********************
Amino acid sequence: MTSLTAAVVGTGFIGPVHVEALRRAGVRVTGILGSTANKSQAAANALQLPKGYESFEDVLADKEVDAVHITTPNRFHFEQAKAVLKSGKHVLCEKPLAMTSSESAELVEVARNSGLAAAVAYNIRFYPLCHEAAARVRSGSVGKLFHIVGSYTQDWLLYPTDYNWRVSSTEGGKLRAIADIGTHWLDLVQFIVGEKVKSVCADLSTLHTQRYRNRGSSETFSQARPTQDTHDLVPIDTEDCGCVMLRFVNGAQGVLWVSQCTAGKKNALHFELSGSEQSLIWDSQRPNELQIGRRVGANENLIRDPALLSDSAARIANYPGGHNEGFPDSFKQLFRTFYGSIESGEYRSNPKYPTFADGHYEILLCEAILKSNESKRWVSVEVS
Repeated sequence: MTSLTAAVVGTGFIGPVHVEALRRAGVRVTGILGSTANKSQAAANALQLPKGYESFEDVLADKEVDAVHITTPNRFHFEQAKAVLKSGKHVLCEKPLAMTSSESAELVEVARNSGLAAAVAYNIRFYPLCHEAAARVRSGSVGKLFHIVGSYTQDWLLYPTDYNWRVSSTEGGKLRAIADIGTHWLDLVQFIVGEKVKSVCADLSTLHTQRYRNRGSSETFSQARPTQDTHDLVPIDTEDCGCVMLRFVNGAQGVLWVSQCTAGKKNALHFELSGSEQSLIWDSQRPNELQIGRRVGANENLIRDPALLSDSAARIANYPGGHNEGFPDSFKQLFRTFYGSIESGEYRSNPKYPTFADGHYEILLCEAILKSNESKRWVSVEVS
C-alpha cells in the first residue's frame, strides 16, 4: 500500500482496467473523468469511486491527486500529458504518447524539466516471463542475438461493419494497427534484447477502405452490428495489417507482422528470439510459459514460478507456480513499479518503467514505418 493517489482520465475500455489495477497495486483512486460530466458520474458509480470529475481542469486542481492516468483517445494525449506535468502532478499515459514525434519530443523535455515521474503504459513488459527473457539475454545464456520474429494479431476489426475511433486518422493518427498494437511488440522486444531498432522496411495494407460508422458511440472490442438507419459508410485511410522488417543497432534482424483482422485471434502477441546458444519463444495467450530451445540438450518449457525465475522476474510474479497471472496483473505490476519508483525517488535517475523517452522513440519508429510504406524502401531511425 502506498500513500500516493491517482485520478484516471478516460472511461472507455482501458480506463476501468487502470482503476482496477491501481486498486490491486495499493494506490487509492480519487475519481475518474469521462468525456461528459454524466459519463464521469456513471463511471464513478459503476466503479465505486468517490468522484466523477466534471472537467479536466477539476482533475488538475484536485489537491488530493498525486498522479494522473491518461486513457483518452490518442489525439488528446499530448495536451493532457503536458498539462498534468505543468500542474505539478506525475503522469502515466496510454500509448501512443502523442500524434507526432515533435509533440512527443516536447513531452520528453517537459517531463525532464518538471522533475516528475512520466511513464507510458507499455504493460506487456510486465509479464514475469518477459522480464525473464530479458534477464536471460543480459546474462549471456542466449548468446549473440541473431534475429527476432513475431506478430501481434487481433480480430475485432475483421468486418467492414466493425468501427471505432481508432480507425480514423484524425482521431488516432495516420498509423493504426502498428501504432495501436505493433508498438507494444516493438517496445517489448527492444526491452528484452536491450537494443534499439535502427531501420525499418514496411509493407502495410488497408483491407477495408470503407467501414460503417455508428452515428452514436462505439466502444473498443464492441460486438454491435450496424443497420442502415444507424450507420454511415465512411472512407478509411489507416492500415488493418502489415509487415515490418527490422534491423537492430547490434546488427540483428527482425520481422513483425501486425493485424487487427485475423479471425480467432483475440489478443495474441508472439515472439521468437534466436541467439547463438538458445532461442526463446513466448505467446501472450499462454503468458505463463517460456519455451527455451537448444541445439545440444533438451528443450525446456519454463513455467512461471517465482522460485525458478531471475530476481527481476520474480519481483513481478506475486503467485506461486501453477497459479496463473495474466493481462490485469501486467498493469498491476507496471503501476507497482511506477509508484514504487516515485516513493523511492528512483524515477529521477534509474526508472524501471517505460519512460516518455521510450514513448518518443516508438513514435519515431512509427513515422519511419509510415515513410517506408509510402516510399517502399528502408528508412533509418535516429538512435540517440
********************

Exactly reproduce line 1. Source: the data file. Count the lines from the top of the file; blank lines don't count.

Amino acid sequence: MTSLTAAVVGTGFIGPVHVEALRRAGVRVTGILGSTANKSQAAANALQLPKGYESFEDVLADKEVDAVHITTPNRFHFEQAKAVLKSGKHVLCEKPLAMTSSESAELVEVARNSGLAAAVAYNIRFYPLCHEAAARVRSGSVGKLFHIVGSYTQDWLLYPTDYNWRVSSTEGGKLRAIADIGTHWLDLVQFIVGEKVKSVCADLSTLHTQRYRNRGSSETFSQARPTQDTHDLVPIDTEDCGCVMLRFVNGAQGVLWVSQCTAGKKNALHFELSGSEQSLIWDSQRPNELQIGRRVGANENLIRDPALLSDSAARIANYPGGHNEGFPDSFKQLFRTFYGSIESGEYRSNPKYPTFADGHYEILLCEAILKSNESKRWVSVEVS